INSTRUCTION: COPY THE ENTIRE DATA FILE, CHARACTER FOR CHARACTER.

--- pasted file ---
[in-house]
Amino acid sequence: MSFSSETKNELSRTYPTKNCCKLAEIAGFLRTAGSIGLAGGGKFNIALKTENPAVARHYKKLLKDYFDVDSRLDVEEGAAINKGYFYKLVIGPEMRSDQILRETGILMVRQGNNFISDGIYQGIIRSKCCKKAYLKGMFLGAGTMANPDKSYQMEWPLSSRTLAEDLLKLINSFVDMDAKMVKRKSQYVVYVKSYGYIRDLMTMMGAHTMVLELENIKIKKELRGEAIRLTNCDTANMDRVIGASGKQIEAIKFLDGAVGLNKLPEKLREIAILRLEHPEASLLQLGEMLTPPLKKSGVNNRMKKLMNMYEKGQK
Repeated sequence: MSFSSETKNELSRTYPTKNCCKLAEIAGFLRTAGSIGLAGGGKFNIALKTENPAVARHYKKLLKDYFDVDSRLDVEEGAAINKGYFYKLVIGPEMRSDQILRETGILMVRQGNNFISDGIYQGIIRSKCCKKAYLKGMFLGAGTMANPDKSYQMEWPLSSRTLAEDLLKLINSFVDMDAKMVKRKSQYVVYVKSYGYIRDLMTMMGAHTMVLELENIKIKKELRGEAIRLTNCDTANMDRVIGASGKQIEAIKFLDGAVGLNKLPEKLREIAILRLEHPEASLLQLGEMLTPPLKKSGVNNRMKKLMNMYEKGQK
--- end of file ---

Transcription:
[in-house]
Amino acid sequence: MSFSSETKNELSRTYPTKNCCKLAEIAGFLRTAGSIGLAGGGKFNIALKTENPAVARHYKKLLKDYFDVDSRLDVEEGAAINKGYFYKLVIGPEMRSDQILRETGILMVRQGNNFISDGIYQGIIRSKCCKKAYLKGMFLGAGTMANPDKSYQMEWPLSSRTLAEDLLKLINSFVDMDAKMVKRKSQYVVYVKSYGYIRDLMTMMGAHTMVLELENIKIKKELRGEAIRLTNCDTANMDRVIGASGKQIEAIKFLDGAVGLNKLPEKLREIAILRLEHPEASLLQLGEMLTPPLKKSGVNNRMKKLMNMYEKGQK
Repeated sequence: MSFSSETKNELSRTYPTKNCCKLAEIAGFLRTAGSIGLAGGGKFNIALKTENPAVARHYKKLLKDYFDVDSRLDVEEGAAINKGYFYKLVIGPEMRSDQILRETGILMVRQGNNFISDGIYQGIIRSKCCKKAYLKGMFLGAGTMANPDKSYQMEWPLSSRTLAEDLLKLINSFVDMDAKMVKRKSQYVVYVKSYGYIRDLMTMMGAHTMVLELENIKIKKELRGEAIRLTNCDTANMDRVIGASGKQIEAIKFLDGAVGLNKLPEKLREIAILRLEHPEASLLQLGEMLTPPLKKSGVNNRMKKLMNMYEKGQK